On God #21
August 25, 2011
Daniel Gould to Jim Driscoll
As to my drinking "the philosophical Kool Aid" you could not be more right. When I found out that I had to study philosophy---if I wished to graduate---I said to myself "Why do I have to study this s***. I have no need for it." WRONG. I not only learned much, but it has gotten me through life. I wish I could go back and do it all over again.
The second sentence of your reply is relevant to my current status of thinking on the subject of "God," the meaning of life itself and afterlife. Again, I have written a discourse concerning the issues at hand. If you which to read it, just ask.
Also, I failed in the reply to complete a point. I mentioned my experience with American ladies; what I left unsaid was how naïve and ignorant they were concerning love making and procreation. A friend, at the time, said to me, "Women are all fucked up!" I said that that was true...But look what they had to deal with: Men. You would be surprised with what women told me about male ignorance to sex.
August 26, 2011
Daniel Gould to Jim Driscoll
I am sending you the following "short story" to "introduce" you to Bob Wilson. He is the one that motivated the dialog concerning a Supreme Being. What is not said here is that Bob is one of those people blessed with innate intelligence that makes the rest of us look dumb. He was in the Honors Program at SLU. We were roommates, in the dormitory, and he put in half the time that I did studying but achieved nearly straights As. I was both envious and jealous.
He would leave SLU in the middle of our Junior year because he wanted the "real" college experience: Fraternities. He went to Arizona State University (great football team) and joined the frat house with all the football players. He did their papers and was a real "hero" to them all. Eventually, he earned his PhD (English) at Washington (State?) Univ at Seattle. He never used the degree but, instead, went into the computer industry. Why? At a bar he hung out he noted that there was a group of guys there at all times of the day and night. He wondered how they made their money. Selling computers, was the reply.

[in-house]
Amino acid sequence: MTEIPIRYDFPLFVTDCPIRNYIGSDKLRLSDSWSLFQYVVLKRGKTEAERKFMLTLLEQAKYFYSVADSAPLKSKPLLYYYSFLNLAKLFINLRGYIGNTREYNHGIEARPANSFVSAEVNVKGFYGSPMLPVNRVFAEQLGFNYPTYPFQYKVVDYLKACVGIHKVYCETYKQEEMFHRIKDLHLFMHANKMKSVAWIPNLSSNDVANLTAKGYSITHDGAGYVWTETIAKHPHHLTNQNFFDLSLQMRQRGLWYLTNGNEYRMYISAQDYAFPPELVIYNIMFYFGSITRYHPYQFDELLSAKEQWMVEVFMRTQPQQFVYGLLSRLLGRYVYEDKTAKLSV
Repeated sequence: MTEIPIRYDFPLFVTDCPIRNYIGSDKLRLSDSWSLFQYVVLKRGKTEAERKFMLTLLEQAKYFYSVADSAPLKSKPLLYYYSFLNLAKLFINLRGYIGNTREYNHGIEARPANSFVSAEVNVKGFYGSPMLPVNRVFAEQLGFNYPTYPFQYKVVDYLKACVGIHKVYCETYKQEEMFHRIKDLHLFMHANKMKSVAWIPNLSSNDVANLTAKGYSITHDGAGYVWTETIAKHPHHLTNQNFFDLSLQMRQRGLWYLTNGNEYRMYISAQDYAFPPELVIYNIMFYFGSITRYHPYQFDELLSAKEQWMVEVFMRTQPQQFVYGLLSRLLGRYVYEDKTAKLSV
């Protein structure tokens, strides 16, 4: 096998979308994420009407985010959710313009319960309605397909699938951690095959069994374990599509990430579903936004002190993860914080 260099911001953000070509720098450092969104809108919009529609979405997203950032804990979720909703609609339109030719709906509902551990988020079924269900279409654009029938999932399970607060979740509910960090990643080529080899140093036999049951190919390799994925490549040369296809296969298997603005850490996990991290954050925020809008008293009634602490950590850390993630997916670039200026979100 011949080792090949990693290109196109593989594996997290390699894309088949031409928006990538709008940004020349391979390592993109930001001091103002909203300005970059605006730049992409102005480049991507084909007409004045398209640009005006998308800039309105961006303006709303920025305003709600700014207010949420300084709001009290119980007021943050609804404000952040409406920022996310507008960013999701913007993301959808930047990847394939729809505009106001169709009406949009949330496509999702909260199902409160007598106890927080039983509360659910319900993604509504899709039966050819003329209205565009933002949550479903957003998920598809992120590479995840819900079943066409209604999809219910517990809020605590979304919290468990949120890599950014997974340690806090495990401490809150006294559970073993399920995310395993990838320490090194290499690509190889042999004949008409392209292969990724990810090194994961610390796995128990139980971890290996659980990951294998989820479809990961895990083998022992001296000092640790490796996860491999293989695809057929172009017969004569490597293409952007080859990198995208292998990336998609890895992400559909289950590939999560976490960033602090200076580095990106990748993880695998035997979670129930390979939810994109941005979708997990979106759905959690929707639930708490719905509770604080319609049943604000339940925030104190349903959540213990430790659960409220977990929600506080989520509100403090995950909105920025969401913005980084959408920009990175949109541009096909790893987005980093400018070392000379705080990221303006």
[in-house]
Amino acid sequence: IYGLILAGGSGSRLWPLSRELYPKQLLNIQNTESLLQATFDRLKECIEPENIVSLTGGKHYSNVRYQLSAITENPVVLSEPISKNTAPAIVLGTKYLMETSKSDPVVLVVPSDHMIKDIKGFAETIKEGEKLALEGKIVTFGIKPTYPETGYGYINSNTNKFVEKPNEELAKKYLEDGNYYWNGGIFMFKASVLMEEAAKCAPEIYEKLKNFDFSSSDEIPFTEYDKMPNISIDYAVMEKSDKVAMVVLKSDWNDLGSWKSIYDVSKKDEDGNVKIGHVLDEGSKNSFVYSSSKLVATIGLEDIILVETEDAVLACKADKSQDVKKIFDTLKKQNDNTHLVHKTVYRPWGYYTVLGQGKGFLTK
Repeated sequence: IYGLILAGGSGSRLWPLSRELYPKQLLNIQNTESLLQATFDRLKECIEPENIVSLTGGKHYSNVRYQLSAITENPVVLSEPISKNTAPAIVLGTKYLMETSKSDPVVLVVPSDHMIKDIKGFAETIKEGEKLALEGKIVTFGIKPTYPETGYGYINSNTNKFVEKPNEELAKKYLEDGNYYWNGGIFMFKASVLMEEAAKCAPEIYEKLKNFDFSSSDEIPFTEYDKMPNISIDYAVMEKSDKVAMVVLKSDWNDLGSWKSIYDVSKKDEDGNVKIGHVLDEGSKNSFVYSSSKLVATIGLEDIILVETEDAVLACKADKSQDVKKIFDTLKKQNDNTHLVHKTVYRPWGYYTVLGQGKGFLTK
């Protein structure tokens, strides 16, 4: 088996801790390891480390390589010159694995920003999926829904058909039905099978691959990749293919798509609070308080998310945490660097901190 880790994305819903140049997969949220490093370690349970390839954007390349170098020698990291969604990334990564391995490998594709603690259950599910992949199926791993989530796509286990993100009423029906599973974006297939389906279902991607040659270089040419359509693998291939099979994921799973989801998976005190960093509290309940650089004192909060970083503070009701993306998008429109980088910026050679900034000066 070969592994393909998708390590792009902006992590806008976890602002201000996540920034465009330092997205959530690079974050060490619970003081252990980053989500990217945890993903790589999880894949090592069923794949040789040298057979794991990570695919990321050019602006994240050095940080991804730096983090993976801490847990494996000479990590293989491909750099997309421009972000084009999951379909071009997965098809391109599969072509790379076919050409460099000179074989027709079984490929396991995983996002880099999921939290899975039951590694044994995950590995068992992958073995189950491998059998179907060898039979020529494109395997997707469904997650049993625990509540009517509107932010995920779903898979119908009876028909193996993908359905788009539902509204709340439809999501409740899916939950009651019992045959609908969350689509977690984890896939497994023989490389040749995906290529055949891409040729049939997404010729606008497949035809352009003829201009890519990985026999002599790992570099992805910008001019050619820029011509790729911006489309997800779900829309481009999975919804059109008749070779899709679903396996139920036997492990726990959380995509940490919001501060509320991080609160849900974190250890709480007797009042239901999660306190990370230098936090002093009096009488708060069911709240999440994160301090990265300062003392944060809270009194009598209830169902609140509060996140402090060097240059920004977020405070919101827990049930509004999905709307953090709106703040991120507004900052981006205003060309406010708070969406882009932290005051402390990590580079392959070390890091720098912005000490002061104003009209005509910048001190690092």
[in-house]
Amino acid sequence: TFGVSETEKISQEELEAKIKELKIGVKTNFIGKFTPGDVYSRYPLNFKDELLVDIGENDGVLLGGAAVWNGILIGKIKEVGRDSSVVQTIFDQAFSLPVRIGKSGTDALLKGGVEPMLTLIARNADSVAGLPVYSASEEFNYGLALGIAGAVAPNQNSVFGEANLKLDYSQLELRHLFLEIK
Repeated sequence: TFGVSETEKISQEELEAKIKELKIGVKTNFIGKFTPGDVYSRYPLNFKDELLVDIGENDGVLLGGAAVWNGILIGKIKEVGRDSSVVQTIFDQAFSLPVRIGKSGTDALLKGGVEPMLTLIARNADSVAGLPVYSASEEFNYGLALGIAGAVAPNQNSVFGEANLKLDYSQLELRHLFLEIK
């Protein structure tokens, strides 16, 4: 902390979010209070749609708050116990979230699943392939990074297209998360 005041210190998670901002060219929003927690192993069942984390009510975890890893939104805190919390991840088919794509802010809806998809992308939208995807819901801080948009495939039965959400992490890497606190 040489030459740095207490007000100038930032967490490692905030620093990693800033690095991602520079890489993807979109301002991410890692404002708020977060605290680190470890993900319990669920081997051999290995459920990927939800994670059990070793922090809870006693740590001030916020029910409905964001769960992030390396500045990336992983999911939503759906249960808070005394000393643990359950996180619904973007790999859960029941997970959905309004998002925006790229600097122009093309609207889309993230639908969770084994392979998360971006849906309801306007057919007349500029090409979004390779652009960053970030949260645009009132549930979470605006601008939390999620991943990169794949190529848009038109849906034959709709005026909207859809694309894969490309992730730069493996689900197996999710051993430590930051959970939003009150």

Bob often has bragged about the fact that he was lazy. Selling computers sounded like just the thing. At one point, in the 80s, he started his own little company supplying ATM machines to California banks; and he and his wife bought a five room house in Atherton. He's now in retirement.
I will send to you, on Sunday, the series of e-mails, between us, that I label collectively as: On God.
January 12, 2009
Daniel Gould to Bob Wilson
Dear Ginny and Bob;
Happy New Year!
Bob, perhaps, the attached article, will give you the last laugh for an "injustice" committed against you 45 years ago. You can also go to www.nytimes.com and search for their front page article with a more detailed account.
St. Louis University, Clemens Hall, sophomore year.
One Saturday night you left the men's dormitory with Carl Doeing, for the Toodle House, to have a late snack. There, Carl and you met two young ladies from Queen's Daughter (the Catholic charity women's hotel). That night I was working the desk. On weekends, the locking of the doors was at one a.m. Same as Clemens Hall.
At one a.m., I locked the door of Queen's Daughters and made my rounds checking windows and doors. I knew that two girls were still out, but I had left a note on the door saying I would be back at 01:15 a.m.
When I returned, still no girls. One was tall and pretty and the other a real dog. But they both had personality. The unattractive one was probably "lots of fun." I decided to give them another ten minutes or so.
About five minutes later you appeared at the door. "I gotta borrowed five dollars from you. Carl and me got these two girls and we want to take them to East St. Louis for a few beers." Well, that accounted for the two girls, but I only had two or three dollars. "Give me that! Maybe Carl's roommate can help."
I locked the main door to the building and went back to the dormitory. On entering the second floor, I saw that, Mr. Goodwin's, the proctor, door was open. About fifteen minutes had passed when the door to our the room burst open and you charged in saying, "Shit! Goodwin's door is open!"
Fred Goodwin was a medical student. He helped finance his education by maintaining a semblance of order and made room checks, each night, at 10:00 p.m., through the week and at one on weekends (though it was a possible to request a later pass for an extra hour).
You had missed the curfew by more than 45 minutes or so. Carl's room was directly perpendicular to Goodwin's. There was no way he could enter his room without being seen. He had entered the building to borrow money from David, his roommate. When he didn't return to you, you came looking for him. Our room, as well, could not be entered without our being observed by Goodwin.